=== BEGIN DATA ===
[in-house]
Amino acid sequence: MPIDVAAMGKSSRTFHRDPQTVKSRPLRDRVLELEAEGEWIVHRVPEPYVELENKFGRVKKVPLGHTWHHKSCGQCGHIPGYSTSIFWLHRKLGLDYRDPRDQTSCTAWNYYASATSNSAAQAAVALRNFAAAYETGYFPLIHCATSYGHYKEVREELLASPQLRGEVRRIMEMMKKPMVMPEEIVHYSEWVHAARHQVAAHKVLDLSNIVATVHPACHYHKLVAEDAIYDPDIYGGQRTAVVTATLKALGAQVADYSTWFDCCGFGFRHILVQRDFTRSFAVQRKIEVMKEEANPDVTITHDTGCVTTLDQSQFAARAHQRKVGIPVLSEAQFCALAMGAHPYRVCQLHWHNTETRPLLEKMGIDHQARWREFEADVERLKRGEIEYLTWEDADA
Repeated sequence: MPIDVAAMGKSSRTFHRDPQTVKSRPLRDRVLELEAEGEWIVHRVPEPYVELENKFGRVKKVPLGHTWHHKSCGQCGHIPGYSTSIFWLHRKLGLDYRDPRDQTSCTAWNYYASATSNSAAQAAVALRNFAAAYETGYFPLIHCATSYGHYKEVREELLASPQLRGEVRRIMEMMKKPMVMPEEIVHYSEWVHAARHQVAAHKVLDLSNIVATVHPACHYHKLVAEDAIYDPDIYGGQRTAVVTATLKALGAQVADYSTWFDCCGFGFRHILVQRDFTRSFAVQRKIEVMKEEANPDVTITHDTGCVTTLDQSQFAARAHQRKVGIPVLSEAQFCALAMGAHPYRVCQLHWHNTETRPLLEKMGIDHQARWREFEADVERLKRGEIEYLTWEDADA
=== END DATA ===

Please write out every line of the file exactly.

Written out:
[in-house]
Amino acid sequence: MPIDVAAMGKSSRTFHRDPQTVKSRPLRDRVLELEAEGEWIVHRVPEPYVELENKFGRVKKVPLGHTWHHKSCGQCGHIPGYSTSIFWLHRKLGLDYRDPRDQTSCTAWNYYASATSNSAAQAAVALRNFAAAYETGYFPLIHCATSYGHYKEVREELLASPQLRGEVRRIMEMMKKPMVMPEEIVHYSEWVHAARHQVAAHKVLDLSNIVATVHPACHYHKLVAEDAIYDPDIYGGQRTAVVTATLKALGAQVADYSTWFDCCGFGFRHILVQRDFTRSFAVQRKIEVMKEEANPDVTITHDTGCVTTLDQSQFAARAHQRKVGIPVLSEAQFCALAMGAHPYRVCQLHWHNTETRPLLEKMGIDHQARWREFEADVERLKRGEIEYLTWEDADA
Repeated sequence: MPIDVAAMGKSSRTFHRDPQTVKSRPLRDRVLELEAEGEWIVHRVPEPYVELENKFGRVKKVPLGHTWHHKSCGQCGHIPGYSTSIFWLHRKLGLDYRDPRDQTSCTAWNYYASATSNSAAQAAVALRNFAAAYETGYFPLIHCATSYGHYKEVREELLASPQLRGEVRRIMEMMKKPMVMPEEIVHYSEWVHAARHQVAAHKVLDLSNIVATVHPACHYHKLVAEDAIYDPDIYGGQRTAVVTATLKALGAQVADYSTWFDCCGFGFRHILVQRDFTRSFAVQRKIEVMKEEANPDVTITHDTGCVTTLDQSQFAARAHQRKVGIPVLSEAQFCALAMGAHPYRVCQLHWHNTETRPLLEKMGIDHQARWREFEADVERLKRGEIEYLTWEDADA